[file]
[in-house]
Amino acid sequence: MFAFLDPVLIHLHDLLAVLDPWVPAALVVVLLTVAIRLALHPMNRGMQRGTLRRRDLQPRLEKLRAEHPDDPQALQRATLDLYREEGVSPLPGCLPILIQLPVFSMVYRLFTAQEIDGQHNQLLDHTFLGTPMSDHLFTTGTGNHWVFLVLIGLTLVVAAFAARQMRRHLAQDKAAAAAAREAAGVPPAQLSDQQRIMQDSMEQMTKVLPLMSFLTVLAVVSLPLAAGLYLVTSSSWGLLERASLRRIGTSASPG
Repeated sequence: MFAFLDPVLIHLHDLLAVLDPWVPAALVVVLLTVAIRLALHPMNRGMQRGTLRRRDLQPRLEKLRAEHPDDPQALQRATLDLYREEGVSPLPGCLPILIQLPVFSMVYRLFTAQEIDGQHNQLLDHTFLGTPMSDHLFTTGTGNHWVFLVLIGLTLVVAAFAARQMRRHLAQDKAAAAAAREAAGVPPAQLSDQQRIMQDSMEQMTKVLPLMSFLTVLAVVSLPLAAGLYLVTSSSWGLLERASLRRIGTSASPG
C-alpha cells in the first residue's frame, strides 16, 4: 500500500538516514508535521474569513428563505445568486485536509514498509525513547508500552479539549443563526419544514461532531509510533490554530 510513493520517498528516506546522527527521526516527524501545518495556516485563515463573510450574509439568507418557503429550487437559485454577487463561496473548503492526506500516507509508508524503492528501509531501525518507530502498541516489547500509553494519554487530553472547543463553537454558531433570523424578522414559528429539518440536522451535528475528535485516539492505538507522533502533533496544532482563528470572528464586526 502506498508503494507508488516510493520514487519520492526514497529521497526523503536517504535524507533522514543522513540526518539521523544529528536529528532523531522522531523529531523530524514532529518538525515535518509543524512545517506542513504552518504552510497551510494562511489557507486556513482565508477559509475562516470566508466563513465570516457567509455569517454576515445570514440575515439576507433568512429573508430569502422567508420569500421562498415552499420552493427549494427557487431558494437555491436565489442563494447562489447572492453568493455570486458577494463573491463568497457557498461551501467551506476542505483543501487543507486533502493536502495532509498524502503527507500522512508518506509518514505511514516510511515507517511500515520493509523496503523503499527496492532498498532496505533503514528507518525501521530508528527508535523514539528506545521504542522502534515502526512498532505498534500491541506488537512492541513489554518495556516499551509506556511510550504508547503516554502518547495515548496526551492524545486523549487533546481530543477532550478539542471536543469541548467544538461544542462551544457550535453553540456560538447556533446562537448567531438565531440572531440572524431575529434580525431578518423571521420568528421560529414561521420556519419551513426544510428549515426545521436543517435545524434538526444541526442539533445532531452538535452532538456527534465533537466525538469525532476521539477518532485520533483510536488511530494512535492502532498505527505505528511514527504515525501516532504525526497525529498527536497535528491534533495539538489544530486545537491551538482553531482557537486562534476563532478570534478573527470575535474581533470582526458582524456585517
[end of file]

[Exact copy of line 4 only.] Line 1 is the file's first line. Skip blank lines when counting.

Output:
C-alpha cells in the first residue's frame, strides 16, 4: 500500500538516514508535521474569513428563505445568486485536509514498509525513547508500552479539549443563526419544514461532531509510533490554530 510513493520517498528516506546522527527521526516527524501545518495556516485563515463573510450574509439568507418557503429550487437559485454577487463561496473548503492526506500516507509508508524503492528501509531501525518507530502498541516489547500509553494519554487530553472547543463553537454558531433570523424578522414559528429539518440536522451535528475528535485516539492505538507522533502533533496544532482563528470572528464586526 502506498508503494507508488516510493520514487519520492526514497529521497526523503536517504535524507533522514543522513540526518539521523544529528536529528532523531522522531523529531523530524514532529518538525515535518509543524512545517506542513504552518504552510497551510494562511489557507486556513482565508477559509475562516470566508466563513465570516457567509455569517454576515445570514440575515439576507433568512429573508430569502422567508420569500421562498415552499420552493427549494427557487431558494437555491436565489442563494447562489447572492453568493455570486458577494463573491463568497457557498461551501467551506476542505483543501487543507486533502493536502495532509498524502503527507500522512508518506509518514505511514516510511515507517511500515520493509523496503523503499527496492532498498532496505533503514528507518525501521530508528527508535523514539528506545521504542522502534515502526512498532505498534500491541506488537512492541513489554518495556516499551509506556511510550504508547503516554502518547495515548496526551492524545486523549487533546481530543477532550478539542471536543469541548467544538461544542462551544457550535453553540456560538447556533446562537448567531438565531440572531440572524431575529434580525431578518423571521420568528421560529414561521420556519419551513426544510428549515426545521436543517435545524434538526444541526442539533445532531452538535452532538456527534465533537466525538469525532476521539477518532485520533483510536488511530494512535492502532498505527505505528511514527504515525501516532504525526497525529498527536497535528491534533495539538489544530486545537491551538482553531482557537486562534476563532478570534478573527470575535474581533470582526458582524456585517